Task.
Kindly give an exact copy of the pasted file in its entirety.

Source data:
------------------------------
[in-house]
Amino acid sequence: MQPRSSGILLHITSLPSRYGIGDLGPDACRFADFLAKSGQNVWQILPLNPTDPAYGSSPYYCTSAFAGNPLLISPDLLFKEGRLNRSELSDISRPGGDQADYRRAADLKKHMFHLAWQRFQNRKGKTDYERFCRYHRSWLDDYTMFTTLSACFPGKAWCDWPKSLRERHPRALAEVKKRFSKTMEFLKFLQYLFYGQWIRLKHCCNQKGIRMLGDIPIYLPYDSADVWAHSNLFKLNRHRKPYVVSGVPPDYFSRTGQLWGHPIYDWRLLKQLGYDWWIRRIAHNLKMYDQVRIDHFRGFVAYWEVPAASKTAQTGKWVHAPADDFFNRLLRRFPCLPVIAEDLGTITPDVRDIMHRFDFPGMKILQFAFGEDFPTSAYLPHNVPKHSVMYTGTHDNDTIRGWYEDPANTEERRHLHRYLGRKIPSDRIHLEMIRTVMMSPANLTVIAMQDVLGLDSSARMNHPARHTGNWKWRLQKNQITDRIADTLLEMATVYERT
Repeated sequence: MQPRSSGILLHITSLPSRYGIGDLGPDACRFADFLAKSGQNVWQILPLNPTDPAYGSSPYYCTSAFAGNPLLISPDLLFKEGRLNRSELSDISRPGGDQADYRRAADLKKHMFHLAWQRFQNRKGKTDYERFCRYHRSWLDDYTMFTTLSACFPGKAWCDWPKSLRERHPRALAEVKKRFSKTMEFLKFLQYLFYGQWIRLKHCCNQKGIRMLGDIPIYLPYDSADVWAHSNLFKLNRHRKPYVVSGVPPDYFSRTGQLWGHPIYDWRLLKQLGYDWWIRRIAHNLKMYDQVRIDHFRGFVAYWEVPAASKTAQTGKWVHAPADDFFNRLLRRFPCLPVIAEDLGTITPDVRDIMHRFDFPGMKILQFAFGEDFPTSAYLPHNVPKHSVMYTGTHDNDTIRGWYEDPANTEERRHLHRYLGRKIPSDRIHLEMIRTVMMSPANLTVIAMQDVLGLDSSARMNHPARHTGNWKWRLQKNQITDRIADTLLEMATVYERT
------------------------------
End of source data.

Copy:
[in-house]
Amino acid sequence: MQPRSSGILLHITSLPSRYGIGDLGPDACRFADFLAKSGQNVWQILPLNPTDPAYGSSPYYCTSAFAGNPLLISPDLLFKEGRLNRSELSDISRPGGDQADYRRAADLKKHMFHLAWQRFQNRKGKTDYERFCRYHRSWLDDYTMFTTLSACFPGKAWCDWPKSLRERHPRALAEVKKRFSKTMEFLKFLQYLFYGQWIRLKHCCNQKGIRMLGDIPIYLPYDSADVWAHSNLFKLNRHRKPYVVSGVPPDYFSRTGQLWGHPIYDWRLLKQLGYDWWIRRIAHNLKMYDQVRIDHFRGFVAYWEVPAASKTAQTGKWVHAPADDFFNRLLRRFPCLPVIAEDLGTITPDVRDIMHRFDFPGMKILQFAFGEDFPTSAYLPHNVPKHSVMYTGTHDNDTIRGWYEDPANTEERRHLHRYLGRKIPSDRIHLEMIRTVMMSPANLTVIAMQDVLGLDSSARMNHPARHTGNWKWRLQKNQITDRIADTLLEMATVYERT
Repeated sequence: MQPRSSGILLHITSLPSRYGIGDLGPDACRFADFLAKSGQNVWQILPLNPTDPAYGSSPYYCTSAFAGNPLLISPDLLFKEGRLNRSELSDISRPGGDQADYRRAADLKKHMFHLAWQRFQNRKGKTDYERFCRYHRSWLDDYTMFTTLSACFPGKAWCDWPKSLRERHPRALAEVKKRFSKTMEFLKFLQYLFYGQWIRLKHCCNQKGIRMLGDIPIYLPYDSADVWAHSNLFKLNRHRKPYVVSGVPPDYFSRTGQLWGHPIYDWRLLKQLGYDWWIRRIAHNLKMYDQVRIDHFRGFVAYWEVPAASKTAQTGKWVHAPADDFFNRLLRRFPCLPVIAEDLGTITPDVRDIMHRFDFPGMKILQFAFGEDFPTSAYLPHNVPKHSVMYTGTHDNDTIRGWYEDPANTEERRHLHRYLGRKIPSDRIHLEMIRTVMMSPANLTVIAMQDVLGLDSSARMNHPARHTGNWKWRLQKNQITDRIADTLLEMATVYERT